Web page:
Tom: ‘The duplicity of your 9/11 column is unparalleled. You have classlessly heaped your political bigotry on the backs of 3000 innocent victims. They did not perish so that you might seek partisan advantage. You are worthy of equal parts pity and revulsion.’

☞ Oh, give me a break, Tom. Or else write at least as strong a letter to everyone associated with choosing to hold the 2004 Republican Convention in New York on September 11. (Or was that, in your view, just coincidence?) I know that holding a nationally televised convention can’t compete for importance with a paragraph in my Internet column but still, I can tell you this: it was done with a lot more forethought and motive.

I wrote: ‘No one can rightly blame President Bush for September 11. But I sure wish he hadn’t ignored the direct warning he got January 7, 2001.’ I believe both those sentences are fair. I’m sorry that some found the timing inappropriate.

Tom R: ‘I find that this is a particularly bad day to question Bush’s intentions and effectiveness at protecting us. And I say that, even though I agree with you. I think talk is cheap when we talk about heeding the warnings. Sure, there were dire warnings, but there are many dire warnings every day, as I read in a New Yorker article a few months ago. The problem is that there is too much information to sift through to know which to act on.’

☞ As hard as it is to sift through a thousand dire warnings, what about this: what about when, in your key CIA briefing shortly before you assume office, the head of the CIA sifts through it for you and boils it all down to just two or three really, really important, ‘tremendous,’ ‘immediate’ threats? Would that not catch your attention if you were about to assume responsibility for the safety of 280 million people?

Derek A: ‘To insinuate that Bush could have stopped the attacks is way out of bounds. First off he wasn’t even President on Jan. 7, 2001. Second, the ongoing events of Clinton/Gore?? How many terrorist attacks did it take for Clinton to do anything (overtly) about terrorists?’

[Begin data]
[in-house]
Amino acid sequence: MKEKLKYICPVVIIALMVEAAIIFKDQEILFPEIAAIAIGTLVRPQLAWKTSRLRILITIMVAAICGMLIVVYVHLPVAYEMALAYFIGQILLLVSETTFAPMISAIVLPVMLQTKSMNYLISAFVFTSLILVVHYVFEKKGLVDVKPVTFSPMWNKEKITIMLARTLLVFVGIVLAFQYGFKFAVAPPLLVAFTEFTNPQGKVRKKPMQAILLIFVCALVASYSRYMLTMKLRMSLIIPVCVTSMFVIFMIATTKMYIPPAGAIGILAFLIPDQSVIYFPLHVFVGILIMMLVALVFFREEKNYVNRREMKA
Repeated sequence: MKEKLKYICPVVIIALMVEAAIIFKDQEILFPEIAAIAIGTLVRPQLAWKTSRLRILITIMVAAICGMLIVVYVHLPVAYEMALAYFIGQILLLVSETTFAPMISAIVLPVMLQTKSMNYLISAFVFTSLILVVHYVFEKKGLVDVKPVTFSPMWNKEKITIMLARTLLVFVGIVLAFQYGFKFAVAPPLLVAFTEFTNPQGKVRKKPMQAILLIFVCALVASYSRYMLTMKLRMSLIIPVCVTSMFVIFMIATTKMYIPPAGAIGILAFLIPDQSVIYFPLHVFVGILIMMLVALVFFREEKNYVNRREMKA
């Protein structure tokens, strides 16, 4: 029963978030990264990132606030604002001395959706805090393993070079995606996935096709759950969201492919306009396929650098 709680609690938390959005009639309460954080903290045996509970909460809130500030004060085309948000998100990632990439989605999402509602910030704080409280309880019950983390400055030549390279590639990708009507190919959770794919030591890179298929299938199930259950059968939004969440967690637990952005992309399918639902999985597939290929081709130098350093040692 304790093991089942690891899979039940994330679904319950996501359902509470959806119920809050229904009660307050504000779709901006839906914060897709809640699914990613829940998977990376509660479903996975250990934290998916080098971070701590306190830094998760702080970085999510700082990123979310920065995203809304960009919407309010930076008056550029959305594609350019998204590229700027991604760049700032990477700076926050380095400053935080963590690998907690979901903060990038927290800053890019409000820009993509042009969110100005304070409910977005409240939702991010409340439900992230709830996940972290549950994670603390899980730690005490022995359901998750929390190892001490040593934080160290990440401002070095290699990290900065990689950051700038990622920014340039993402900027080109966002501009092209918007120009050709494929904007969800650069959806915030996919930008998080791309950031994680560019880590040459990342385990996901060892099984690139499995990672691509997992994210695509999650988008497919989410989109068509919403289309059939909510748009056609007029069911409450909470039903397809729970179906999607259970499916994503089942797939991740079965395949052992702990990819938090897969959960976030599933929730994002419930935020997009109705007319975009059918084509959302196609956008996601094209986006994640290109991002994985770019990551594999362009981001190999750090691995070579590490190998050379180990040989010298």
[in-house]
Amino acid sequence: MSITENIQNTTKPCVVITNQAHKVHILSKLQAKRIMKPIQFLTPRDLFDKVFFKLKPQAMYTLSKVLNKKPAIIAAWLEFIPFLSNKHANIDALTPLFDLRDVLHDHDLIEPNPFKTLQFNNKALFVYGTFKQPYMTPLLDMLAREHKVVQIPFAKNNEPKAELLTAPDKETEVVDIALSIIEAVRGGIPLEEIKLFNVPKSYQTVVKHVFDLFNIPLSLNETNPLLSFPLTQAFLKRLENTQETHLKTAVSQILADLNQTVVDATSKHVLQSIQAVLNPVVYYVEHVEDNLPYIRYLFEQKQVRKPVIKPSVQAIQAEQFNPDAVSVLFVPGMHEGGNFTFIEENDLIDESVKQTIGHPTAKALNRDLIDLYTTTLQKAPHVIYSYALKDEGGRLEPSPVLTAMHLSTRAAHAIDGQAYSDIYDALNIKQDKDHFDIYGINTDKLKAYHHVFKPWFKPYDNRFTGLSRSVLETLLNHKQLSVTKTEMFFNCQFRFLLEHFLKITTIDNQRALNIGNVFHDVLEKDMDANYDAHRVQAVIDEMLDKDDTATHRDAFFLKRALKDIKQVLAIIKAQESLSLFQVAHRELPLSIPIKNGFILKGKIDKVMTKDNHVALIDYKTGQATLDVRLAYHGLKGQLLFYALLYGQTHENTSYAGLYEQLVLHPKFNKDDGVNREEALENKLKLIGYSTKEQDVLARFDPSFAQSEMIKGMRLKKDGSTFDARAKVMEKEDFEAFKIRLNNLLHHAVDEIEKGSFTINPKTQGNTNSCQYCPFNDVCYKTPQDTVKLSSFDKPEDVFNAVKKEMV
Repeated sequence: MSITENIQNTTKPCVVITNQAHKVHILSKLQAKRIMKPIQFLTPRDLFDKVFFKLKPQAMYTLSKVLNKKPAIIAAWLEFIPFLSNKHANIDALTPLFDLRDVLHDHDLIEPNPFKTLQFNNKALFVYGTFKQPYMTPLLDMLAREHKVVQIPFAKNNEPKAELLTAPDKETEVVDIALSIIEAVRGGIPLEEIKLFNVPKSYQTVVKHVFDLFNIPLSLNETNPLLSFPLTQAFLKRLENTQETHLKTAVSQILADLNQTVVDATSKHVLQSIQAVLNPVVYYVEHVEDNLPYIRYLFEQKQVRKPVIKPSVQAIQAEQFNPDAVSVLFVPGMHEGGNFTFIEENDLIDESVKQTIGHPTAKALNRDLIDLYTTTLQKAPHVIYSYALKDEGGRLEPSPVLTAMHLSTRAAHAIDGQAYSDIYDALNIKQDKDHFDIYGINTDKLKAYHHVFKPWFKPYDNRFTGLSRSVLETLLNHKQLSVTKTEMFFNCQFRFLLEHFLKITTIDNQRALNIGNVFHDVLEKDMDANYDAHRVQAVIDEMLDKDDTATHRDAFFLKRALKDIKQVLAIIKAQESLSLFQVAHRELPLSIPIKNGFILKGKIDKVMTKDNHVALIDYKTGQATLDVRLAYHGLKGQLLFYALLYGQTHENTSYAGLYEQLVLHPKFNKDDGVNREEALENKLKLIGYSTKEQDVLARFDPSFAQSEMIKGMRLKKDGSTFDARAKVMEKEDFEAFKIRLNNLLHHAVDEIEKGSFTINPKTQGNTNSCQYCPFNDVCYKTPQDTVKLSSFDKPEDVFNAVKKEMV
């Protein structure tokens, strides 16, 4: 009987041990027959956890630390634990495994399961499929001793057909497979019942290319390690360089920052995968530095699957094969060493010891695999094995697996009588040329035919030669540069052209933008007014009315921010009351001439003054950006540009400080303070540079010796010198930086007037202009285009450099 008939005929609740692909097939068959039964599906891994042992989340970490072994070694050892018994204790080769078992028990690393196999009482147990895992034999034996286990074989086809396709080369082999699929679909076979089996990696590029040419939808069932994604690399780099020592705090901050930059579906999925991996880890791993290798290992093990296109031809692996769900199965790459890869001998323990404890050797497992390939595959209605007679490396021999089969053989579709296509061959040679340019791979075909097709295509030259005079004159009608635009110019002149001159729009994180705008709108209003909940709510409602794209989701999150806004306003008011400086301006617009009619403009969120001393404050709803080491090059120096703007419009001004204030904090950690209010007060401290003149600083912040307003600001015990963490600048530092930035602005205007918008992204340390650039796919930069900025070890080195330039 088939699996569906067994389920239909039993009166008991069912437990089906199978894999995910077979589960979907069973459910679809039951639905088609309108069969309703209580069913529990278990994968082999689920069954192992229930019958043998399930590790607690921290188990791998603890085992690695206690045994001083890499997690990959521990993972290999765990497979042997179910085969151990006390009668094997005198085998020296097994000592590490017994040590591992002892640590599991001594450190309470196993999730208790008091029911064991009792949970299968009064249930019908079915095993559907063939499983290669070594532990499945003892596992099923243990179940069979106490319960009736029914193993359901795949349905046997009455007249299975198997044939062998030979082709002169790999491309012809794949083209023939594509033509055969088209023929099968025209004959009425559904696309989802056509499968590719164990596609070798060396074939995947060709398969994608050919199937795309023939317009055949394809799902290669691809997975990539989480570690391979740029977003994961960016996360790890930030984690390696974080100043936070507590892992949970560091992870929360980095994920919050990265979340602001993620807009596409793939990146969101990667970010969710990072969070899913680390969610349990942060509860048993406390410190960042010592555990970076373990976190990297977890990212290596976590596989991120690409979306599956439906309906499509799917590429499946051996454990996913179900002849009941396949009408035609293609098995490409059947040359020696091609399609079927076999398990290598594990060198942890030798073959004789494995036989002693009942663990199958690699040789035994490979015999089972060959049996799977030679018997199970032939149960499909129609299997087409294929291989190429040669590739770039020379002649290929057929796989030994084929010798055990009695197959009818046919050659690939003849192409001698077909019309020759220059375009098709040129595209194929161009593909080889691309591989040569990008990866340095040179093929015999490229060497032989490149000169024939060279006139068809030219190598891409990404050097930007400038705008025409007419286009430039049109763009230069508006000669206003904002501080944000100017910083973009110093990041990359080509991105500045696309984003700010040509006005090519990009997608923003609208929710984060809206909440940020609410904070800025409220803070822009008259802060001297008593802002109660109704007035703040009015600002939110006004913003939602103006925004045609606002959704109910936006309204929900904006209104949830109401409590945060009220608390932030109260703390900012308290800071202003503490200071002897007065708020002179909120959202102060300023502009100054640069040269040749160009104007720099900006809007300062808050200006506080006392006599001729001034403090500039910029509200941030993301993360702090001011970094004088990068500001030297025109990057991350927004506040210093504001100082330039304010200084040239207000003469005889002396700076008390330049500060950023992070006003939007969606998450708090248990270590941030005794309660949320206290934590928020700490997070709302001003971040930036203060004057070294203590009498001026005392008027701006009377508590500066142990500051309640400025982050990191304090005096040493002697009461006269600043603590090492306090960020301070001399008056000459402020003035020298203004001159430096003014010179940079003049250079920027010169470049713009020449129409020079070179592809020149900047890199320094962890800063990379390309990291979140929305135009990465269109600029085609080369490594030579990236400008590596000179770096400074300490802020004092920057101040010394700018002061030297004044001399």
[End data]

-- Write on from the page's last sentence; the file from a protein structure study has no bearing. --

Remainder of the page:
☞ It’s true he wasn’t President on January 7. But surely he knew he would be President 13 days later – no?

As for President Clinton’s unsuccessful efforts to deal with bin Laden . . . according to Bob Woodward’s Bush At War, those failed attempts were part of the briefing.

Faced with a ‘tremendous,’ ‘immediate’ threat to the United States, and knowledge of the thus-far failed efforts to avert it, would it not have been your inclination to improve and redouble these efforts rather than shut them down?

Derek continues: ‘One last thing. I am sure you would demand full disclosure of financial analysts on CNBC, but you rarely mention your position with the Democratic national party. This should be stated in EVERY column so readers know where this commentary is coming from. I guess I should not expect such honesty from someone who works for the Clinton/McAuliffe team.’

☞ Busted! I am treasurer of the DNC (as has been disclosed in the site BIO every day for the past four years). That said, I would hate to have anyone think what I write here is ‘official’ in any way. It is not, and none of it is seen by anyone at the DNC before it appears. The truth is, I would be writing the very same things (and would have a lot more time to write them) if I held no such position.


J Sheff: ‘I assume that the current top Federal Tax Rate is as low as I will see it in my lifetime (I’m 62 now and retired). Ditto for state taxes (I live in California). I’m afraid that they may be quite a bit higher in five or six years and after, when I will have to start withdrawing from my tax-deferred accounts for living expenses. If this is the case, would it not be wise to convert as much of my tax-deferred accounts to Roth IRAs as I have cash to pay the taxes in 2003?’

☞ I doubt the top bracket would rise above 40%, and the California rate rise by more than 2%, so the difference will not be huge . . . but why not? It’s basically a way to increase the size of your retirement assets (you are in effect investing more by paying the tax on them now). Especially if the Roth is invested conservatively (e.g., TIPS and such), it could make sense to do this. For eligibility, and other good Roth IRA info, click here.


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